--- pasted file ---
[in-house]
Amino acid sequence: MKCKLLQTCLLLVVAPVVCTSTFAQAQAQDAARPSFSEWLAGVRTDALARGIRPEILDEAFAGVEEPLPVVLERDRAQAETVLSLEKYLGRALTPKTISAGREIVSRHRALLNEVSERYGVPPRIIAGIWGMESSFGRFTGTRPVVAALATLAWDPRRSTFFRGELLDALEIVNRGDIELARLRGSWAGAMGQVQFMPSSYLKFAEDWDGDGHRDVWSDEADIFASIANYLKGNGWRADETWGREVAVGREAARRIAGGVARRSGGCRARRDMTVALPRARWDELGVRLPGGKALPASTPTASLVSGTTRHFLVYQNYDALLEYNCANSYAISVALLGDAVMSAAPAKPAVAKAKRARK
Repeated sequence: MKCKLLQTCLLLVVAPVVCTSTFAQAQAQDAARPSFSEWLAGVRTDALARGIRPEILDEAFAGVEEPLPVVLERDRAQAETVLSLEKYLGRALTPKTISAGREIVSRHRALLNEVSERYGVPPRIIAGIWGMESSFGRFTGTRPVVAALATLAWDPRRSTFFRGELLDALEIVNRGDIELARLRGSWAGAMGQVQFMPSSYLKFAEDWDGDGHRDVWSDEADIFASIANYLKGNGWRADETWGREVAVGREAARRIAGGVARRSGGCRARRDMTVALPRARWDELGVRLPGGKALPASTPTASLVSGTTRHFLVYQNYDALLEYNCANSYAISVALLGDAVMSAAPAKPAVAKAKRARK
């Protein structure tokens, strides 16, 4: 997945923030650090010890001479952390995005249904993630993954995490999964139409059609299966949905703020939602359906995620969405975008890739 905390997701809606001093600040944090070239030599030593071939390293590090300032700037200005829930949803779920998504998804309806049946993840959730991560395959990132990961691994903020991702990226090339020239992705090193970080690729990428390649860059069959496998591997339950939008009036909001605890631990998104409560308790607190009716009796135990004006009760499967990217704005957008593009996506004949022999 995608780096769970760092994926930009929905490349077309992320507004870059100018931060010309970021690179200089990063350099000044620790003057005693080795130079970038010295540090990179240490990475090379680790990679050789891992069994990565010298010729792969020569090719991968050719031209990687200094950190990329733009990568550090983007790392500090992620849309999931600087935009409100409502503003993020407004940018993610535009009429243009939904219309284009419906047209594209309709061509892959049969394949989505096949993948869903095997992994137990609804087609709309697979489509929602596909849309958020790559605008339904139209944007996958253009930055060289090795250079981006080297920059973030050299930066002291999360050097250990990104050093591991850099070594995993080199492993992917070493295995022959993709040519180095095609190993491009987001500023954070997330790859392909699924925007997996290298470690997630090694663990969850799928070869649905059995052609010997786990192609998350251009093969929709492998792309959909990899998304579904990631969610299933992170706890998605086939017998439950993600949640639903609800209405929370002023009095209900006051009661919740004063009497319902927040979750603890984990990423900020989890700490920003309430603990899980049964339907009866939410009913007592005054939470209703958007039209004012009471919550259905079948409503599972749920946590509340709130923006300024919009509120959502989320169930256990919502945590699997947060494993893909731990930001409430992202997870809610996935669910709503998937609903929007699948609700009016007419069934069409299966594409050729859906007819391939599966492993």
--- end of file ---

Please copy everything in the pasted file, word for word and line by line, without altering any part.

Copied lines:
[in-house]
Amino acid sequence: MKCKLLQTCLLLVVAPVVCTSTFAQAQAQDAARPSFSEWLAGVRTDALARGIRPEILDEAFAGVEEPLPVVLERDRAQAETVLSLEKYLGRALTPKTISAGREIVSRHRALLNEVSERYGVPPRIIAGIWGMESSFGRFTGTRPVVAALATLAWDPRRSTFFRGELLDALEIVNRGDIELARLRGSWAGAMGQVQFMPSSYLKFAEDWDGDGHRDVWSDEADIFASIANYLKGNGWRADETWGREVAVGREAARRIAGGVARRSGGCRARRDMTVALPRARWDELGVRLPGGKALPASTPTASLVSGTTRHFLVYQNYDALLEYNCANSYAISVALLGDAVMSAAPAKPAVAKAKRARK
Repeated sequence: MKCKLLQTCLLLVVAPVVCTSTFAQAQAQDAARPSFSEWLAGVRTDALARGIRPEILDEAFAGVEEPLPVVLERDRAQAETVLSLEKYLGRALTPKTISAGREIVSRHRALLNEVSERYGVPPRIIAGIWGMESSFGRFTGTRPVVAALATLAWDPRRSTFFRGELLDALEIVNRGDIELARLRGSWAGAMGQVQFMPSSYLKFAEDWDGDGHRDVWSDEADIFASIANYLKGNGWRADETWGREVAVGREAARRIAGGVARRSGGCRARRDMTVALPRARWDELGVRLPGGKALPASTPTASLVSGTTRHFLVYQNYDALLEYNCANSYAISVALLGDAVMSAAPAKPAVAKAKRARK
């Protein structure tokens, strides 16, 4: 997945923030650090010890001479952390995005249904993630993954995490999964139409059609299966949905703020939602359906995620969405975008890739 905390997701809606001093600040944090070239030599030593071939390293590090300032700037200005829930949803779920998504998804309806049946993840959730991560395959990132990961691994903020991702990226090339020239992705090193970080690729990428390649860059069959496998591997339950939008009036909001605890631990998104409560308790607190009716009796135990004006009760499967990217704005957008593009996506004949022999 995608780096769970760092994926930009929905490349077309992320507004870059100018931060010309970021690179200089990063350099000044620790003057005693080795130079970038010295540090990179240490990475090379680790990679050789891992069994990565010298010729792969020569090719991968050719031209990687200094950190990329733009990568550090983007790392500090992620849309999931600087935009409100409502503003993020407004940018993610535009009429243009939904219309284009419906047209594209309709061509892959049969394949989505096949993948869903095997992994137990609804087609709309697979489509929602596909849309958020790559605008339904139209944007996958253009930055060289090795250079981006080297920059973030050299930066002291999360050097250990990104050093591991850099070594995993080199492993992917070493295995022959993709040519180095095609190993491009987001500023954070997330790859392909699924925007997996290298470690997630090694663990969850799928070869649905059995052609010997786990192609998350251009093969929709492998792309959909990899998304579904990631969610299933992170706890998605086939017998439950993600949640639903609800209405929370002023009095209900006051009661919740004063009497319902927040979750603890984990990423900020989890700490920003309430603990899980049964339907009866939410009913007592005054939470209703958007039209004012009471919550259905079948409503599972749920946590509340709130923006300024919009509120959502989320169930256990919502945590699997947060494993893909731990930001409430992202997870809610996935669910709503998937609903929007699948609700009016007419069934069409299966594409050729859906007819391939599966492993």